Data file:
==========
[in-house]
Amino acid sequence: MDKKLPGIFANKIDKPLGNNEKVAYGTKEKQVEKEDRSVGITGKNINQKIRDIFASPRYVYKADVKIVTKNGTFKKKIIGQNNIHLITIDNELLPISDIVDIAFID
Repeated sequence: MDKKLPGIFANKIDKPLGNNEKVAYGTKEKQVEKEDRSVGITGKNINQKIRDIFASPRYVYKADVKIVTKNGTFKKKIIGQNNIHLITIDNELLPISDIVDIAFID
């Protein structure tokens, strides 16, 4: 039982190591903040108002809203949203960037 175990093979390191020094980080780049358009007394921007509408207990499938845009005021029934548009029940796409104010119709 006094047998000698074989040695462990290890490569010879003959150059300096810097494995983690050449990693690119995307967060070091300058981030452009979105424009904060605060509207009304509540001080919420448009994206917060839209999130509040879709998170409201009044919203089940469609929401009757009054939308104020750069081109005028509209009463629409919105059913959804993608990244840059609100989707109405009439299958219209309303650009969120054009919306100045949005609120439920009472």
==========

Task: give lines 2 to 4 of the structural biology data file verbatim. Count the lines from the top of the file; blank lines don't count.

Amino acid sequence: MDKKLPGIFANKIDKPLGNNEKVAYGTKEKQVEKEDRSVGITGKNINQKIRDIFASPRYVYKADVKIVTKNGTFKKKIIGQNNIHLITIDNELLPISDIVDIAFID
Repeated sequence: MDKKLPGIFANKIDKPLGNNEKVAYGTKEKQVEKEDRSVGITGKNINQKIRDIFASPRYVYKADVKIVTKNGTFKKKIIGQNNIHLITIDNELLPISDIVDIAFID
């Protein structure tokens, strides 16, 4: 039982190591903040108002809203949203960037 175990093979390191020094980080780049358009007394921007509408207990499938845009005021029934548009029940796409104010119709 006094047998000698074989040695462990290890490569010879003959150059300096810097494995983690050449990693690119995307967060070091300058981030452009979105424009904060605060509207009304509540001080919420448009994206917060839209999130509040879709998170409201009044919203089940469609929401009757009054939308104020750069081109005028509209009463629409919105059913959804993608990244840059609100989707109405009439299958219209309303650009969120054009919306100045949005609120439920009472």